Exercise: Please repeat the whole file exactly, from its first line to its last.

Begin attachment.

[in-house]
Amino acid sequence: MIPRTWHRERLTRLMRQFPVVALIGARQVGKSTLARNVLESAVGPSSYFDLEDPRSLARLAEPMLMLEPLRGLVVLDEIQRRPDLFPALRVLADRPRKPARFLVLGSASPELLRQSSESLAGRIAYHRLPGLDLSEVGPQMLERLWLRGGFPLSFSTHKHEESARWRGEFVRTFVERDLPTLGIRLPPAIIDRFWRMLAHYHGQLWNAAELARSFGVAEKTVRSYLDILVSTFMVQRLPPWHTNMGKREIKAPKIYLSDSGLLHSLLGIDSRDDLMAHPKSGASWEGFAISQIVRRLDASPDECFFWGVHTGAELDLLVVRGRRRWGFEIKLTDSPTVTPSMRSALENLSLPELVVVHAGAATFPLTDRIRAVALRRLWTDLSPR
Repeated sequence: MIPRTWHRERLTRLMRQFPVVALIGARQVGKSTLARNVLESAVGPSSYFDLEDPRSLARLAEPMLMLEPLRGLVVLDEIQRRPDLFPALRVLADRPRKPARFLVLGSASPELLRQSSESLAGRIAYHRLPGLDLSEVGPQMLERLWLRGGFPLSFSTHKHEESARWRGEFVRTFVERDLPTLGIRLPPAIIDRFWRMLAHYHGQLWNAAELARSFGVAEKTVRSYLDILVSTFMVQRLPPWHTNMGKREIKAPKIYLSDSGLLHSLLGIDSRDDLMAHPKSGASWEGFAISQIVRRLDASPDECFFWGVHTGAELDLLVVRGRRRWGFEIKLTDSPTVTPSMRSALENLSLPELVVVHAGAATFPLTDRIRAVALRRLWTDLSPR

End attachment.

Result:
[in-house]
Amino acid sequence: MIPRTWHRERLTRLMRQFPVVALIGARQVGKSTLARNVLESAVGPSSYFDLEDPRSLARLAEPMLMLEPLRGLVVLDEIQRRPDLFPALRVLADRPRKPARFLVLGSASPELLRQSSESLAGRIAYHRLPGLDLSEVGPQMLERLWLRGGFPLSFSTHKHEESARWRGEFVRTFVERDLPTLGIRLPPAIIDRFWRMLAHYHGQLWNAAELARSFGVAEKTVRSYLDILVSTFMVQRLPPWHTNMGKREIKAPKIYLSDSGLLHSLLGIDSRDDLMAHPKSGASWEGFAISQIVRRLDASPDECFFWGVHTGAELDLLVVRGRRRWGFEIKLTDSPTVTPSMRSALENLSLPELVVVHAGAATFPLTDRIRAVALRRLWTDLSPR
Repeated sequence: MIPRTWHRERLTRLMRQFPVVALIGARQVGKSTLARNVLESAVGPSSYFDLEDPRSLARLAEPMLMLEPLRGLVVLDEIQRRPDLFPALRVLADRPRKPARFLVLGSASPELLRQSSESLAGRIAYHRLPGLDLSEVGPQMLERLWLRGGFPLSFSTHKHEESARWRGEFVRTFVERDLPTLGIRLPPAIIDRFWRMLAHYHGQLWNAAELARSFGVAEKTVRSYLDILVSTFMVQRLPPWHTNMGKREIKAPKIYLSDSGLLHSLLGIDSRDDLMAHPKSGASWEGFAISQIVRRLDASPDECFFWGVHTGAELDLLVVRGRRRWGFEIKLTDSPTVTPSMRSALENLSLPELVVVHAGAATFPLTDRIRAVALRRLWTDLSPR